USG debates retroactive funding precedent


Stephanie Sponzo, McMahon senator, addresses the Senate. CTFastrack employees attended the Undergraduate Student Government senate on Wednesday, Feb. 17 to talk about potential expansion into UConn later in 2016. The Senate also discussed emergency funding for many groups. (Amar Batra/The Daily Campus)

Senators in the Undergraduate Student Government moved from debating the merits of legislative funding for improperly filled out disbursement requests to requests for emergency retroactive funding at Senate Wednesday.

Of the five proposed funding requests, two of them dealt with requests for money already spent by each organization. After arguing for about an hour on each of the requests, pausing multiple times to recess in order to introduce amendments to the funding legislation, the Senate voted to fund both groups.

UConn Ballroom asked for almost $3,000 to pay coaches contracted at the beginning of the semester without finalizing its budget with the funding board. The UConn Climbing Team asked for funding to reimburse payment for trips to competitions and for those later this semester.

The ballroom group did not submit funding requests in time for the disbursement deadlines. After already signing a contract to pay their coaches for the semester, they approached USG for emergency funding to meet the conditions of those contracts.

Bennett Cognato, CLAS senator and Daily Campus contributor, wrote the legislation. He said the funding request should have been in time for the deadline but since the funds would also be used to pay the coaches for future work, it is not entirely retroactive. He did not see the timing of the funding as an issue.

“There’s nothing in the policies we have that says you can’t ask for legislative funding for missing a deadline,” he said.

External affairs chairman Daniel Byrd, proposed an amendment to the bill to remove payment for the coach’s first four months of work, leaving in the payment for the remainder of the semester, eliminating the retroactive funding aspect. Byrd said he would rather not pass the legislation at all but said removing what he saw as retroactive funding would be a good compromise.

“This amendment is fixing one of two problems, the one I think is the bigger deal,” Byrd said. “We’re stopping groups from coming to Senate and saying we’ve started using something without USG approval.”

After tabling the amendment and final voting on the legislation until the arrival of funding board chairman Stephen Porcello, the amendment was voted down and the legislation was passed by a small majority.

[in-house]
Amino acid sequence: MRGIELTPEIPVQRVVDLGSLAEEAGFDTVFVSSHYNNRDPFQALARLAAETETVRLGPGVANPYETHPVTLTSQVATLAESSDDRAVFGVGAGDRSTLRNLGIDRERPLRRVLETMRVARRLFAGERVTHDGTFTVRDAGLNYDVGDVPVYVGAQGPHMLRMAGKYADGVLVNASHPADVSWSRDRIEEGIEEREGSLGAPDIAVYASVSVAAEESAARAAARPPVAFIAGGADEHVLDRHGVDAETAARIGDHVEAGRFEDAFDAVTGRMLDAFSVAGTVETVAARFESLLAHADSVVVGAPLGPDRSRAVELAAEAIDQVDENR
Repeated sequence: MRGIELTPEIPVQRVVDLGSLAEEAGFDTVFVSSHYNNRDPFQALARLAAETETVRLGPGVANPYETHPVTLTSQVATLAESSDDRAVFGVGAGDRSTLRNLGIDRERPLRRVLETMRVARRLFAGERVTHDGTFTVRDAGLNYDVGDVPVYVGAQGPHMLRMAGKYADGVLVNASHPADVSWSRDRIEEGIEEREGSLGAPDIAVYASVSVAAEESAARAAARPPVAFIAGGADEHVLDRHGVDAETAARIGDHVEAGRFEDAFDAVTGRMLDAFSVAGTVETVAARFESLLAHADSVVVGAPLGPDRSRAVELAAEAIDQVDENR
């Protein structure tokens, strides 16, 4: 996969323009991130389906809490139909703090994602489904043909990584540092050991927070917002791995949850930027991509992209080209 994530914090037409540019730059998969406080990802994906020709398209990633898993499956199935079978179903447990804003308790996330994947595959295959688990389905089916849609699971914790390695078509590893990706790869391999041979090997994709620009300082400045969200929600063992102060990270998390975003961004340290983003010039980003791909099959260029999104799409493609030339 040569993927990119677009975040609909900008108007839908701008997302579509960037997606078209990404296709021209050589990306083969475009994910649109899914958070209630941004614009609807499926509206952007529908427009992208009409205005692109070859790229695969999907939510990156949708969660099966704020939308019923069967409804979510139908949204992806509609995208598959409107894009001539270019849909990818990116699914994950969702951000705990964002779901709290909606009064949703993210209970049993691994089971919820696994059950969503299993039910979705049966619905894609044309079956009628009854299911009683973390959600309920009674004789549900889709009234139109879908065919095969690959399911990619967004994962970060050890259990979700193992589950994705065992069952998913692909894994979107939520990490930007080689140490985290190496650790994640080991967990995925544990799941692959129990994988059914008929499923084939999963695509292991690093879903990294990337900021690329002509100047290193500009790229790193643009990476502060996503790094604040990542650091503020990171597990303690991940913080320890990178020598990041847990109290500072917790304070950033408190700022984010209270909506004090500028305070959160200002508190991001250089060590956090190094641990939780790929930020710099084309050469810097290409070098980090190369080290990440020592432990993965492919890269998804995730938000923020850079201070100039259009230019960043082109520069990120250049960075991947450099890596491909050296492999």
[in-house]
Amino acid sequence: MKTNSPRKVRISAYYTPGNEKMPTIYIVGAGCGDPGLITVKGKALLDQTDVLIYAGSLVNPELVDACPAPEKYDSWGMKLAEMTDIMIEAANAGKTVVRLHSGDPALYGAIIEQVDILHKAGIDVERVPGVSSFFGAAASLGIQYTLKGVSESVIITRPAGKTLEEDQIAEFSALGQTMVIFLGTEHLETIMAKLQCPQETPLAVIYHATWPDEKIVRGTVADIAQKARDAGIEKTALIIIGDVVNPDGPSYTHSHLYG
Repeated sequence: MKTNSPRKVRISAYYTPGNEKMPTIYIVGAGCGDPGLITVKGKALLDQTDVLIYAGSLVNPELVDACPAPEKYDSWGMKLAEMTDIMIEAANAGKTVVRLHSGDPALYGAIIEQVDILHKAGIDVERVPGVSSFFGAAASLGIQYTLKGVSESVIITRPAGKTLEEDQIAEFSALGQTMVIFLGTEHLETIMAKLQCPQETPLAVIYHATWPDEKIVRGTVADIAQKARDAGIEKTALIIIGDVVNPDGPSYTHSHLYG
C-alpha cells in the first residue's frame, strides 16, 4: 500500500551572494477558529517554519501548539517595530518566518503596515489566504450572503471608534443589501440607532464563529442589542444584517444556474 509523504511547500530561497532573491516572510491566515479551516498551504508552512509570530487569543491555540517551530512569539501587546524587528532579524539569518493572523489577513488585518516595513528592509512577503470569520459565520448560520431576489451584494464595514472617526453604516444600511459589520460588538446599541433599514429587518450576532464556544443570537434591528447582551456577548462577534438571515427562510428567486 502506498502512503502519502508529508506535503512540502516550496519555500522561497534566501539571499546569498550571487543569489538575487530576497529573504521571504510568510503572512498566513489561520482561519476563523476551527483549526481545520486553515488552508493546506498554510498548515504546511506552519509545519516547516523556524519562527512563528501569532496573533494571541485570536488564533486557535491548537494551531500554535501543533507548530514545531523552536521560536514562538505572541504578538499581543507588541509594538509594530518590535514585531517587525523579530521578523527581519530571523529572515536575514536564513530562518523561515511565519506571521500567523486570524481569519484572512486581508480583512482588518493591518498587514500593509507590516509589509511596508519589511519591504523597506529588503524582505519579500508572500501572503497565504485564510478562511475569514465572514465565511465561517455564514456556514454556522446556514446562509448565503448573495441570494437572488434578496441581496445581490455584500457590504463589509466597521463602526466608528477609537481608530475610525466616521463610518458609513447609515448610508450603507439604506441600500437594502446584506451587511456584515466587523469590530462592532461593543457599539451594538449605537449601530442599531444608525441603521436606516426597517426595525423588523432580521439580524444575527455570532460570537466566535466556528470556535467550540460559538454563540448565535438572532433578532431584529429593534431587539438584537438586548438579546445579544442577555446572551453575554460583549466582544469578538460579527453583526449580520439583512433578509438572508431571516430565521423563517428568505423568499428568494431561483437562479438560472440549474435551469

Dan Byrd, external affairs chairman, addresses the Senate on Feb. 17, 206. (Amar Batra/The Daily Campus)

The Climbing Team asked for about $3,000 to reimburse club members for travel expenses for a tournament that occurred in January and for upcoming competitions this semester. Again, the debate raged over whether USG should fund expenses the group has already payed for without USG approval.

Byrd said the group found the costs of the Jan. 30 competition on Jan. 7, after the funding deadline but still within the timeframe of applying for legislative funding before the trip. Authors of the bill said club members were unsure of the funding policy at the time, it being their first year receiving money from USG.

According to Porcello, groups that do not know the exact information are expected to use a measure of “common sense,” researching past costs for the event and contacting the funding board for more information if needed.

“Sure, our training could be a bit better,” Porcello said, “but I like it when groups reach out to me. There’s a little give and take.”

Stephanie Sponzo, McMahon senator, said the issue lies with communication between USG and student organizations. She said groups should not have to contact the funding board for more information but should have all the information they need clearly and immediately available to them.

The funding was eventually approved for the full amount after much debate and discussion.

Senators spoke at length about precedent and the responsibilities of the Senate to approve legislative requests but no plans were made to discuss the issue or to come up with a decisive set of regulations for applying and funding requests.

“We’re here for the purpose of overriding the funding board policy when we deem it to be legitimate,” said senator Michael Lanza. “This time we’ve deemed it legitimate under extenuating circumstances.

Nicholas Shigo is associate news editor for The Daily Campus. He can be reached via email at

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